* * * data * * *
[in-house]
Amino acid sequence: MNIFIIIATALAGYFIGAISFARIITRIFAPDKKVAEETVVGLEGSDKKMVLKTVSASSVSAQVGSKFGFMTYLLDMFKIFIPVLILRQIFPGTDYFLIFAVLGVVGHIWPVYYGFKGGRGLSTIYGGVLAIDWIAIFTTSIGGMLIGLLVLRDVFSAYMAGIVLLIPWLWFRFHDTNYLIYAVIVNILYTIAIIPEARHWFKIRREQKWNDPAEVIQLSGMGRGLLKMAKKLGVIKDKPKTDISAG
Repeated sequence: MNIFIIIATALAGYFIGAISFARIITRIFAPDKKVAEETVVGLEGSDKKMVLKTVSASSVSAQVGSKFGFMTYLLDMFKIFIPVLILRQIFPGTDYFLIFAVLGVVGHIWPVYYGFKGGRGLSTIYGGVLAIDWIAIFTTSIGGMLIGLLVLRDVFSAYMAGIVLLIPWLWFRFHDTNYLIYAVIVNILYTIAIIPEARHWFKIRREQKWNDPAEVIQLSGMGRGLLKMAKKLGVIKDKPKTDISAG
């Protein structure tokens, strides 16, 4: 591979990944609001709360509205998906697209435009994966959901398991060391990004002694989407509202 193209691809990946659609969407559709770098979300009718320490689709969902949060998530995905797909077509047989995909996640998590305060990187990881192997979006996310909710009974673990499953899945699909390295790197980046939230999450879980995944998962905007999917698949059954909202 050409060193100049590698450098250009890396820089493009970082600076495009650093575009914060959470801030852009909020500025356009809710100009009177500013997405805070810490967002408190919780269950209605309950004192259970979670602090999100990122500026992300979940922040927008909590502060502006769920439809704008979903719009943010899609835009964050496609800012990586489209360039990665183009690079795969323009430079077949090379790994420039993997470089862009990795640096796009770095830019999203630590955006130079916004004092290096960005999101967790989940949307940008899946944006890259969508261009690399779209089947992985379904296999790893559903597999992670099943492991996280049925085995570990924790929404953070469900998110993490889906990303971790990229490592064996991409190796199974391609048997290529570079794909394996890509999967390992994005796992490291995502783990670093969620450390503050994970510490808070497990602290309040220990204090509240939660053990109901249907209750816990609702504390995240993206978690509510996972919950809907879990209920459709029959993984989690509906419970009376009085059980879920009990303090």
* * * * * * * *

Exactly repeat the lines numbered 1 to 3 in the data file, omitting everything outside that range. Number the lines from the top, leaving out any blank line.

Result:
[in-house]
Amino acid sequence: MNIFIIIATALAGYFIGAISFARIITRIFAPDKKVAEETVVGLEGSDKKMVLKTVSASSVSAQVGSKFGFMTYLLDMFKIFIPVLILRQIFPGTDYFLIFAVLGVVGHIWPVYYGFKGGRGLSTIYGGVLAIDWIAIFTTSIGGMLIGLLVLRDVFSAYMAGIVLLIPWLWFRFHDTNYLIYAVIVNILYTIAIIPEARHWFKIRREQKWNDPAEVIQLSGMGRGLLKMAKKLGVIKDKPKTDISAG
Repeated sequence: MNIFIIIATALAGYFIGAISFARIITRIFAPDKKVAEETVVGLEGSDKKMVLKTVSASSVSAQVGSKFGFMTYLLDMFKIFIPVLILRQIFPGTDYFLIFAVLGVVGHIWPVYYGFKGGRGLSTIYGGVLAIDWIAIFTTSIGGMLIGLLVLRDVFSAYMAGIVLLIPWLWFRFHDTNYLIYAVIVNILYTIAIIPEARHWFKIRREQKWNDPAEVIQLSGMGRGLLKMAKKLGVIKDKPKTDISAG